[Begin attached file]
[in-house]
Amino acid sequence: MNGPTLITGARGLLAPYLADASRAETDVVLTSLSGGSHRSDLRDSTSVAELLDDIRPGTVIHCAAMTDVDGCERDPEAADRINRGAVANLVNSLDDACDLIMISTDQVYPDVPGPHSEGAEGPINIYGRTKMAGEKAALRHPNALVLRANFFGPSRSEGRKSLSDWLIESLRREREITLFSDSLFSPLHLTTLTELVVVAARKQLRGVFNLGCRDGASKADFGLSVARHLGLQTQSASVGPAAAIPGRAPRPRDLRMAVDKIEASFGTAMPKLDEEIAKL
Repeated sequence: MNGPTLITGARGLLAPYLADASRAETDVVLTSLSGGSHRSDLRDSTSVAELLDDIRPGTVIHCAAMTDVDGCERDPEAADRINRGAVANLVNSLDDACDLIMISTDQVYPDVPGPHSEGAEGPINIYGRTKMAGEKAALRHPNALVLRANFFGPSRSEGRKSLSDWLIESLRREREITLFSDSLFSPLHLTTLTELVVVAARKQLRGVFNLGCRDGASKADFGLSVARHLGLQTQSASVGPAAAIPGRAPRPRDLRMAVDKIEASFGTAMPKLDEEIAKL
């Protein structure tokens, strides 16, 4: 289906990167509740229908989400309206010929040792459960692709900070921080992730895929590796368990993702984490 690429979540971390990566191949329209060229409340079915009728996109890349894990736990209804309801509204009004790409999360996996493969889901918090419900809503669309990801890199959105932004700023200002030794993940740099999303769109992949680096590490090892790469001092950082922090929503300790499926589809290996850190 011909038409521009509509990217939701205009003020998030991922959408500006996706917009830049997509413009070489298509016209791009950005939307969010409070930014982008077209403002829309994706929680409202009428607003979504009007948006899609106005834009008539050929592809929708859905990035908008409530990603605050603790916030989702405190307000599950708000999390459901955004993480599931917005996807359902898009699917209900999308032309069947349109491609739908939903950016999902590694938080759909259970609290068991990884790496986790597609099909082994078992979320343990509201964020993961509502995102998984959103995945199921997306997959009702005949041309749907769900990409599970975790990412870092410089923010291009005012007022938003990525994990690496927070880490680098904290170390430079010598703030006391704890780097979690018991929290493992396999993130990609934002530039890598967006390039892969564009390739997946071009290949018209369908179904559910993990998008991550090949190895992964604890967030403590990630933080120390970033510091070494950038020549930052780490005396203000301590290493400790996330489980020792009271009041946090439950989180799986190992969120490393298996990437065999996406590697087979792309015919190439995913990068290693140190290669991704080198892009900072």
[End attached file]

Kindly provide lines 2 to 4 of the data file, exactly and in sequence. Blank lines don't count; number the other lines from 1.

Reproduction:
Amino acid sequence: MNGPTLITGARGLLAPYLADASRAETDVVLTSLSGGSHRSDLRDSTSVAELLDDIRPGTVIHCAAMTDVDGCERDPEAADRINRGAVANLVNSLDDACDLIMISTDQVYPDVPGPHSEGAEGPINIYGRTKMAGEKAALRHPNALVLRANFFGPSRSEGRKSLSDWLIESLRREREITLFSDSLFSPLHLTTLTELVVVAARKQLRGVFNLGCRDGASKADFGLSVARHLGLQTQSASVGPAAAIPGRAPRPRDLRMAVDKIEASFGTAMPKLDEEIAKL
Repeated sequence: MNGPTLITGARGLLAPYLADASRAETDVVLTSLSGGSHRSDLRDSTSVAELLDDIRPGTVIHCAAMTDVDGCERDPEAADRINRGAVANLVNSLDDACDLIMISTDQVYPDVPGPHSEGAEGPINIYGRTKMAGEKAALRHPNALVLRANFFGPSRSEGRKSLSDWLIESLRREREITLFSDSLFSPLHLTTLTELVVVAARKQLRGVFNLGCRDGASKADFGLSVARHLGLQTQSASVGPAAAIPGRAPRPRDLRMAVDKIEASFGTAMPKLDEEIAKL
């Protein structure tokens, strides 16, 4: 289906990167509740229908989400309206010929040792459960692709900070921080992730895929590796368990993702984490 690429979540971390990566191949329209060229409340079915009728996109890349894990736990209804309801509204009004790409999360996996493969889901918090419900809503669309990801890199959105932004700023200002030794993940740099999303769109992949680096590490090892790469001092950082922090929503300790499926589809290996850190 011909038409521009509509990217939701205009003020998030991922959408500006996706917009830049997509413009070489298509016209791009950005939307969010409070930014982008077209403002829309994706929680409202009428607003979504009007948006899609106005834009008539050929592809929708859905990035908008409530990603605050603790916030989702405190307000599950708000999390459901955004993480599931917005996807359902898009699917209900999308032309069947349109491609739908939903950016999902590694938080759909259970609290068991990884790496986790597609099909082994078992979320343990509201964020993961509502995102998984959103995945199921997306997959009702005949041309749907769900990409599970975790990412870092410089923010291009005012007022938003990525994990690496927070880490680098904290170390430079010598703030006391704890780097979690018991929290493992396999993130990609934002530039890598967006390039892969564009390739997946071009290949018209369908179904559910993990998008991550090949190895992964604890967030403590990630933080120390970033510091070494950038020549930052780490005396203000301590290493400790996330489980020792009271009041946090439950989180799986190992969120490393298996990437065999996406590697087979792309015919190439995913990068290693140190290669991704080198892009900072």